Irv's Burgers

Patrons of Irv's Burgers in West Hollywood are trying to save it, too.

Los Angeles Sentimental
Posted November 11, 2004

One of the most endearing traits of longtime city dwellers is their tendency to engage in irrational sentimentality. How else to explain Los Angeles residents' feelings about walk-up hamburger stands? Background: After World War II, returning veterans created a unique Southern California institution, the hamburger stand. These were tiny buildings, sometimes made of metal scavenged from old airplanes and squeezed onto odd slivers of land, where ex-sergeants and former warrant officers fried up specialty hamburgers for workers at nearby factories and offices. No parking lots were needed, since the customers walked up for lunch. Many weren't even enclosed, since the climate was mild, "You throw (the stand) together, hook up the gas and water and you're in business," said Gerald Panter, who's writing a book about L.A.'s hamburger stands titled "Eating on the Run." "Eventually, the little stands would expand. The owner would extend the roof and add a table or two and chairs. Then they'd extend the stand a little more to give themselves storage room." Alas, the old-style hamburger stand is fast disappearing. Panter estimates that a third of the 200 places he has photographed in the past four years have gone out of business. Reason: Other businesses, particularly gourmet coffee shops, are muscling their way onto these tiny parcels. Fans of the hamburger stands have organized and saved a few of the most famous ones, like Jay's Jayburgers on Santa Monica Boulevard (famous for its chili burger). Patrons of Irv's Burgers in West Hollywood are trying to save it, too. They're protesting loudly against plans to replace their Irv's with a Peet's Coffee and Tea shop. "(Irv's) has such a history," said one of its patrons. "Jim Morrison of the Doors and Janis Joplin loved the place." Want more history? A photo shot at Irv's was part of a Linda Ronstadt album cover, he added.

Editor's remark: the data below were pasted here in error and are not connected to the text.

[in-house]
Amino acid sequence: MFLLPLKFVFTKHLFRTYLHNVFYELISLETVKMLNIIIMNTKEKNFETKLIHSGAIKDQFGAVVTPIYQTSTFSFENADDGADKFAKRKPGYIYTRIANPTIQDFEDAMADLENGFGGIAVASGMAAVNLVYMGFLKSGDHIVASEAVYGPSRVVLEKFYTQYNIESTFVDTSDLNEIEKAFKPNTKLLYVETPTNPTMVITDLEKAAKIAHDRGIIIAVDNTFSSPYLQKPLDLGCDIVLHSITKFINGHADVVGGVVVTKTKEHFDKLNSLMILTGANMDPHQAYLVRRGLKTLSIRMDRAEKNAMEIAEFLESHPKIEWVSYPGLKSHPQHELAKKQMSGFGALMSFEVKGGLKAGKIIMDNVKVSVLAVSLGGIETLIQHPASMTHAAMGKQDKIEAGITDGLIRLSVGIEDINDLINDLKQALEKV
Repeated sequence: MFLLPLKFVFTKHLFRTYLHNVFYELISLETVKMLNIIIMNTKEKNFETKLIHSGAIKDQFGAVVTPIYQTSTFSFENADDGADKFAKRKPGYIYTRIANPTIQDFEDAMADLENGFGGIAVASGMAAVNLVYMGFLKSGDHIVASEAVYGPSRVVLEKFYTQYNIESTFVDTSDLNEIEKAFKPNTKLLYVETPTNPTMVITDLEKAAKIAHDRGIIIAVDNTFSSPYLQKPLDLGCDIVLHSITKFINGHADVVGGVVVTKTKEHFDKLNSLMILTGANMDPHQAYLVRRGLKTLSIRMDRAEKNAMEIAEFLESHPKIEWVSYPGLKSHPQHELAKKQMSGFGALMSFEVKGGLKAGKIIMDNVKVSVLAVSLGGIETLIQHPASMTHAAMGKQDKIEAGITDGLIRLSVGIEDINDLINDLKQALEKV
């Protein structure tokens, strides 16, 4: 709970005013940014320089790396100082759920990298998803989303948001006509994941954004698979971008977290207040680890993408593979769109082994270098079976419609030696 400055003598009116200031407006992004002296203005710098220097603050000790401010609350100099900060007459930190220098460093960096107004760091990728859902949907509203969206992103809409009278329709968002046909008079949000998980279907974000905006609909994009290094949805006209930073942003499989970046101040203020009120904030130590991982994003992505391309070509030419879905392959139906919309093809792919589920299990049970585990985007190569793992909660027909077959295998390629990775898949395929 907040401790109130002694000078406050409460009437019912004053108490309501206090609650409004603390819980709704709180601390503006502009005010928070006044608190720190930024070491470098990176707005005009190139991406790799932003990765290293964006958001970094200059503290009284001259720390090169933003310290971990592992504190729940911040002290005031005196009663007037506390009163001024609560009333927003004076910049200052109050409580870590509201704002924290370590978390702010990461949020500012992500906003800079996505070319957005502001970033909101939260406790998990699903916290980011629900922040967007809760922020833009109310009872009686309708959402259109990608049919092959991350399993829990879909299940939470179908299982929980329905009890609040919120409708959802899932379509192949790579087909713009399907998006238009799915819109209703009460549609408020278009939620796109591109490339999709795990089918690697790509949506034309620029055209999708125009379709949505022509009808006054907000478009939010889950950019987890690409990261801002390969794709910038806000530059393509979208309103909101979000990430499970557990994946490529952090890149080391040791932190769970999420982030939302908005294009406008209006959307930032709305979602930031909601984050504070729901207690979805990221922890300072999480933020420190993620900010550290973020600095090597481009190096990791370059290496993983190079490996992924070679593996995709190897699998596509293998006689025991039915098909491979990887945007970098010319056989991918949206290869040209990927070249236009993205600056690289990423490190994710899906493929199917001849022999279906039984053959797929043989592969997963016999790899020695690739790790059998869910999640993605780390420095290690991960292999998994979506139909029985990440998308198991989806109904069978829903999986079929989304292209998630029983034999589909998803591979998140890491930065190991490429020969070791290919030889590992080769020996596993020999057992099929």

IRV'S BURGERS Since 1950
7998 Santa Monica Boulevard
West Hollywood, CA 90046

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